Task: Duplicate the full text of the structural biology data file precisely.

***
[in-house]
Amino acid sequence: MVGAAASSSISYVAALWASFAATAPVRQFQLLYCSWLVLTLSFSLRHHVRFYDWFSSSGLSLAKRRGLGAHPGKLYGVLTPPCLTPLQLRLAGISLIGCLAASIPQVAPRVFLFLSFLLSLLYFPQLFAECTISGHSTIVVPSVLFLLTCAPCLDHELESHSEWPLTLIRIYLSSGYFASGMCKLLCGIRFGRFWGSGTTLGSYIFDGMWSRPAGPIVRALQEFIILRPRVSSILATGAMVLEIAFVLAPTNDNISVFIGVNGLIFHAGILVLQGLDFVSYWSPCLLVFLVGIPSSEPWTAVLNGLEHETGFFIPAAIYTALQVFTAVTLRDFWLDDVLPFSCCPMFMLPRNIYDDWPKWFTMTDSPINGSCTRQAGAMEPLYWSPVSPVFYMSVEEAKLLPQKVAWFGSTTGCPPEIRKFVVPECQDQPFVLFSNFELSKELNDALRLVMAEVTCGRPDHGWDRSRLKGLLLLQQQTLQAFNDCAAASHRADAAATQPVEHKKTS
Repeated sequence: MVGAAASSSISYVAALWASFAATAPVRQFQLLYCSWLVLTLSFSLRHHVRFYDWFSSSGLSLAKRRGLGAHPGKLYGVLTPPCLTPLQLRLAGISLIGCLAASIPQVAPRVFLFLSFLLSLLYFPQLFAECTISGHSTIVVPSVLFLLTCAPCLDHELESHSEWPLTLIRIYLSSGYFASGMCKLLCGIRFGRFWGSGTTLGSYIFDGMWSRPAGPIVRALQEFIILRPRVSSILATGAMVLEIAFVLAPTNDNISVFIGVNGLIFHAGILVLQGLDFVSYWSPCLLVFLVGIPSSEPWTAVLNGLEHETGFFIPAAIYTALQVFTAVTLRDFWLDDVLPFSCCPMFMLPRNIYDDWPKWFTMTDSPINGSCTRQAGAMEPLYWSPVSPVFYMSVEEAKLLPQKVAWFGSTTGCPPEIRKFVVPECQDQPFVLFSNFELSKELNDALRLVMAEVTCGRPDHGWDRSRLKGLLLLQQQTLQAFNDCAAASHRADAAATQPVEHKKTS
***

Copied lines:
[in-house]
Amino acid sequence: MVGAAASSSISYVAALWASFAATAPVRQFQLLYCSWLVLTLSFSLRHHVRFYDWFSSSGLSLAKRRGLGAHPGKLYGVLTPPCLTPLQLRLAGISLIGCLAASIPQVAPRVFLFLSFLLSLLYFPQLFAECTISGHSTIVVPSVLFLLTCAPCLDHELESHSEWPLTLIRIYLSSGYFASGMCKLLCGIRFGRFWGSGTTLGSYIFDGMWSRPAGPIVRALQEFIILRPRVSSILATGAMVLEIAFVLAPTNDNISVFIGVNGLIFHAGILVLQGLDFVSYWSPCLLVFLVGIPSSEPWTAVLNGLEHETGFFIPAAIYTALQVFTAVTLRDFWLDDVLPFSCCPMFMLPRNIYDDWPKWFTMTDSPINGSCTRQAGAMEPLYWSPVSPVFYMSVEEAKLLPQKVAWFGSTTGCPPEIRKFVVPECQDQPFVLFSNFELSKELNDALRLVMAEVTCGRPDHGWDRSRLKGLLLLQQQTLQAFNDCAAASHRADAAATQPVEHKKTS
Repeated sequence: MVGAAASSSISYVAALWASFAATAPVRQFQLLYCSWLVLTLSFSLRHHVRFYDWFSSSGLSLAKRRGLGAHPGKLYGVLTPPCLTPLQLRLAGISLIGCLAASIPQVAPRVFLFLSFLLSLLYFPQLFAECTISGHSTIVVPSVLFLLTCAPCLDHELESHSEWPLTLIRIYLSSGYFASGMCKLLCGIRFGRFWGSGTTLGSYIFDGMWSRPAGPIVRALQEFIILRPRVSSILATGAMVLEIAFVLAPTNDNISVFIGVNGLIFHAGILVLQGLDFVSYWSPCLLVFLVGIPSSEPWTAVLNGLEHETGFFIPAAIYTALQVFTAVTLRDFWLDDVLPFSCCPMFMLPRNIYDDWPKWFTMTDSPINGSCTRQAGAMEPLYWSPVSPVFYMSVEEAKLLPQKVAWFGSTTGCPPEIRKFVVPECQDQPFVLFSNFELSKELNDALRLVMAEVTCGRPDHGWDRSRLKGLLLLQQQTLQAFNDCAAASHRADAAATQPVEHKKTS